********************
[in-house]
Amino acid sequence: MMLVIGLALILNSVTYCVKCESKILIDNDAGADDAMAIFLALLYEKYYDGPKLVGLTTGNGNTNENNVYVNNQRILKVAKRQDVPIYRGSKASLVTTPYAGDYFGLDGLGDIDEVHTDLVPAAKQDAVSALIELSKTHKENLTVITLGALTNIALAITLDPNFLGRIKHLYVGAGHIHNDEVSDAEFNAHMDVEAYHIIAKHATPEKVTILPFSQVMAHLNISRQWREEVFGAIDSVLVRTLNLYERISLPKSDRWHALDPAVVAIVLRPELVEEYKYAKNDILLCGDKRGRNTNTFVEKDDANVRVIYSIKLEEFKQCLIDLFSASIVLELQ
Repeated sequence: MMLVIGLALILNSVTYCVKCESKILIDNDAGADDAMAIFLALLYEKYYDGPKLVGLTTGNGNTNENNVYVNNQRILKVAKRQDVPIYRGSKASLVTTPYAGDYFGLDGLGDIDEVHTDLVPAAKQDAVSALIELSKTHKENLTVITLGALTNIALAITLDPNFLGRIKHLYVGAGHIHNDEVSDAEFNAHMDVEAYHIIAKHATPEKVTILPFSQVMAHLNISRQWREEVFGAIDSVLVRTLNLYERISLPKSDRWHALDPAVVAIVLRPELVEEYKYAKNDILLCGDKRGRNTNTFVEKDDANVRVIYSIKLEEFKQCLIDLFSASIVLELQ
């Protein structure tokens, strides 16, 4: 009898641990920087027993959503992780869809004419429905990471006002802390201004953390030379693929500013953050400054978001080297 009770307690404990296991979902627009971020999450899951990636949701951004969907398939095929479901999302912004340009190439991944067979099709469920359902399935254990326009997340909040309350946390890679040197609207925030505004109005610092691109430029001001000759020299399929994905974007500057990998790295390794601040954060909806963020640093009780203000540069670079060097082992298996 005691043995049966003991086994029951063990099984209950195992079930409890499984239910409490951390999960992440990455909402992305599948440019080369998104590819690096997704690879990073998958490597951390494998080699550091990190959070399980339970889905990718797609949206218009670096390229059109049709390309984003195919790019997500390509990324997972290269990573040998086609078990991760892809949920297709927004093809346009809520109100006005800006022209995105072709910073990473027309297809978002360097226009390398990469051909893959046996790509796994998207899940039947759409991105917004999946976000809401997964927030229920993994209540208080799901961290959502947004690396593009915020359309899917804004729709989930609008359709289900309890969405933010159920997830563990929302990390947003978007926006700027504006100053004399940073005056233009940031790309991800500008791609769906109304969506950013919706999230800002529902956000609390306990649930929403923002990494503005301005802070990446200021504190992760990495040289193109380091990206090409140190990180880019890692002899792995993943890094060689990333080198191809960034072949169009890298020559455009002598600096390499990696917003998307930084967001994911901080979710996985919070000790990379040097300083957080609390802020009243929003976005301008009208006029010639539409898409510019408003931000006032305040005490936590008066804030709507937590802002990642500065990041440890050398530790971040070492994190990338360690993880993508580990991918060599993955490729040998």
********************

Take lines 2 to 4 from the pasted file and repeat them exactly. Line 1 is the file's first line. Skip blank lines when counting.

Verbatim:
Amino acid sequence: MMLVIGLALILNSVTYCVKCESKILIDNDAGADDAMAIFLALLYEKYYDGPKLVGLTTGNGNTNENNVYVNNQRILKVAKRQDVPIYRGSKASLVTTPYAGDYFGLDGLGDIDEVHTDLVPAAKQDAVSALIELSKTHKENLTVITLGALTNIALAITLDPNFLGRIKHLYVGAGHIHNDEVSDAEFNAHMDVEAYHIIAKHATPEKVTILPFSQVMAHLNISRQWREEVFGAIDSVLVRTLNLYERISLPKSDRWHALDPAVVAIVLRPELVEEYKYAKNDILLCGDKRGRNTNTFVEKDDANVRVIYSIKLEEFKQCLIDLFSASIVLELQ
Repeated sequence: MMLVIGLALILNSVTYCVKCESKILIDNDAGADDAMAIFLALLYEKYYDGPKLVGLTTGNGNTNENNVYVNNQRILKVAKRQDVPIYRGSKASLVTTPYAGDYFGLDGLGDIDEVHTDLVPAAKQDAVSALIELSKTHKENLTVITLGALTNIALAITLDPNFLGRIKHLYVGAGHIHNDEVSDAEFNAHMDVEAYHIIAKHATPEKVTILPFSQVMAHLNISRQWREEVFGAIDSVLVRTLNLYERISLPKSDRWHALDPAVVAIVLRPELVEEYKYAKNDILLCGDKRGRNTNTFVEKDDANVRVIYSIKLEEFKQCLIDLFSASIVLELQ
């Protein structure tokens, strides 16, 4: 009898641990920087027993959503992780869809004419429905990471006002802390201004953390030379693929500013953050400054978001080297 009770307690404990296991979902627009971020999450899951990636949701951004969907398939095929479901999302912004340009190439991944067979099709469920359902399935254990326009997340909040309350946390890679040197609207925030505004109005610092691109430029001001000759020299399929994905974007500057990998790295390794601040954060909806963020640093009780203000540069670079060097082992298996 005691043995049966003991086994029951063990099984209950195992079930409890499984239910409490951390999960992440990455909402992305599948440019080369998104590819690096997704690879990073998958490597951390494998080699550091990190959070399980339970889905990718797609949206218009670096390229059109049709390309984003195919790019997500390509990324997972290269990573040998086609078990991760892809949920297709927004093809346009809520109100006005800006022209995105072709910073990473027309297809978002360097226009390398990469051909893959046996790509796994998207899940039947759409991105917004999946976000809401997964927030229920993994209540208080799901961290959502947004690396593009915020359309899917804004729709989930609008359709289900309890969405933010159920997830563990929302990390947003978007926006700027504006100053004399940073005056233009940031790309991800500008791609769906109304969506950013919706999230800002529902956000609390306990649930929403923002990494503005301005802070990446200021504190992760990495040289193109380091990206090409140190990180880019890692002899792995993943890094060689990333080198191809960034072949169009890298020559455009002598600096390499990696917003998307930084967001994911901080979710996985919070000790990379040097300083957080609390802020009243929003976005301008009208006029010639539409898409510019408003931000006032305040005490936590008066804030709507937590802002990642500065990041440890050398530790971040070492994190990338360690993880993508580990991918060599993955490729040998």